Throughout the war years I worked at George Masons. My elder sister, Winnie, was transferred from 'working on the line' at Joseph Lucas, King St., Hockley, and transferred to the Cadbury's site, Bournville, to work on the Spitfire wings. It was a long walk home, after a hard days work, in the darkness - she and her friends would often do a 'halfway pit stop' at the Kings Head Pub, Hagley Road.
My father would come home to his ready prepared dinner. He would soon be back out on the streets of Handsworth, armed with a bucket of sand and a stirrup pump, to extinguish the fires started by the incendiary bombs. He worked as a warden for the ARP.
I would be walking home from my shift at George Mason's, to the sound of the sirens. I longed to sit infront of a cosy warm fire, and leisurely enjoy my evening meal, strange what we just took for granted before the war.As I walked through the door - blankets, flask, and sandwiches would be thrust in my hand, I would jump into my warmest attire and off we would troop to the shelter.
Evenings were long and cold sitting in the air raid shelters, often eating your dinner, it was communal though, often there were 6/7 of you swapping items of food. If you were lucky...........and there seemed to be an extended silence outside, someone would say 'whose turn to mek the tea?' As the surface shelter was in our garden, one of us would dash across the yard and into the kitchen to make a fresh cuppa and a flask to last till the early hours, when we hoped that we would hear the 'all clear' which would allow us to get a few hours kip in our beds. This 'tea run', was of course dangerous practise, but nevertheless, executed with swiftness by the person most desperate for a cuppa. One night we didn't even have to open the back door to get to the kitchen, the Germans had kindly opened it for us - well blew it off, to be precise. The danger was highlighted to us one day, when, an unexploded land mine in Sandwell Road, was awaiting the arrival of the Army to defuse it. It spontaneously exploded, before the Army could get there. My mom was lifted from her feet and blown from the living room to the kitchen. Bearing in mind, we were three streets away from the offending mine, the force was terrific. My mom got up, dusted herself down, she was physically intact - just a little shaken. I recall her saying 'well at least the house is ok', with that, we looked in the 'front room' to find the door blown off and the curtains flying like flags through all the blown out windows.
I remember the night that Coventry was bombarded - it was a long night. Bill Smith, a neighbour who was in the navy was in the shelter with us that night. He taught us how to recognise the sounds of the engines of the aircraft. he explained that German planes have a throbbing engine - bump bump bump, compared to British planes which sounded smoother, a very non-biased opinion I'm sure! This night the planes flying overhead seemed like in their hundreds, and they were clearly on a mission. At one point we slipped out of the safety of the shelter to have a look - I had never seen so many planes in my life, you could hardly see the sky.The following morning, we were to hear the very sad news of the huge loss of life in Coventry and that the City had been virtually flattened.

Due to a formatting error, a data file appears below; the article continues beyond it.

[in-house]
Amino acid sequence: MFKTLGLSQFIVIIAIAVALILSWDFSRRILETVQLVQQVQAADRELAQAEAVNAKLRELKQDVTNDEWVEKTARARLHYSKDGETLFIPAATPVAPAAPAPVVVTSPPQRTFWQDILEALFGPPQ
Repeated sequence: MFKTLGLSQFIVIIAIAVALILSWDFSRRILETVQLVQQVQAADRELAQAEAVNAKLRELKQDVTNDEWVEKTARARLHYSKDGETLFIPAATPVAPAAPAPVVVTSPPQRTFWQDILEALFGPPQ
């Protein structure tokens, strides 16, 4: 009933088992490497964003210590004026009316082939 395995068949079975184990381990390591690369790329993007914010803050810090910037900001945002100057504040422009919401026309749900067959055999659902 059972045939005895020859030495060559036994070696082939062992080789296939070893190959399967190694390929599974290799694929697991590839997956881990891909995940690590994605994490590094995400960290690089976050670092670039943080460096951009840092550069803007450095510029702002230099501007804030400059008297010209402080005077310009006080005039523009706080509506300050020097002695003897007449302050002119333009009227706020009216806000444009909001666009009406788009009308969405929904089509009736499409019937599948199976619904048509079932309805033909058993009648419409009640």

I can still remember that one of the most frightening feelings that I have ever experienced in my life was the very first time that I heard the air aid siren. Little did I know, that I would become desensitised to it and it was just going to become part of my everyday life. One night, I was so tired, I said - 'leave me, I'm gonna stop in bed tonight', needless to say, my parents weren't having any of that, and I was marched to the shelter.
Shattered and half asleep one morning, I was walking to work and thought I was dreaming, when I saw an unexploded land mine hanging from its parachute caught on a large tree in Queenshead Road. It was extremely dangerous, but was pulling a fair sized crowd, and true to form, the inevitable jokes were being spouted about. Reflecting back it seems odd laughing about such a thing, but at the time it was quite a funny sight - seeing a land mine 'growing' on a tree. In all that night, four land mines had been dropped around our road and one bomb.Hamilton Road fortunately had escaped a direct hit. Oxhill Road and Sandwell Road also each had an unexploded land mine. As I walked past Albert road, there was a huge crater, where a row of houses had been - a land mine casualty. Douglas Road received severe bomb damage too from a direct hit. Somehow the humour which seemed so acceptable in Queenshead Road, was extinguished by the sight of devastation, and the inevitable overwhelming thoughts of the families who had lost their lives, homes and treasured processions.
Often in Hamilton Road, there would be Italian POW's, repairing the road, under armed guard supervision. The POW camp, was not too far away - Hill Top, West Bromwich. My mom, was often criticised, by friends and neighbours, for making the lads a cup of tea or providing a glass of pop. She always stood firm - her son had been taken POW in Singapore - ' I would like to think that a mother in Singapore would be doing the same for my Arthur' she would say. Of course, she wasn't to know that they weren't.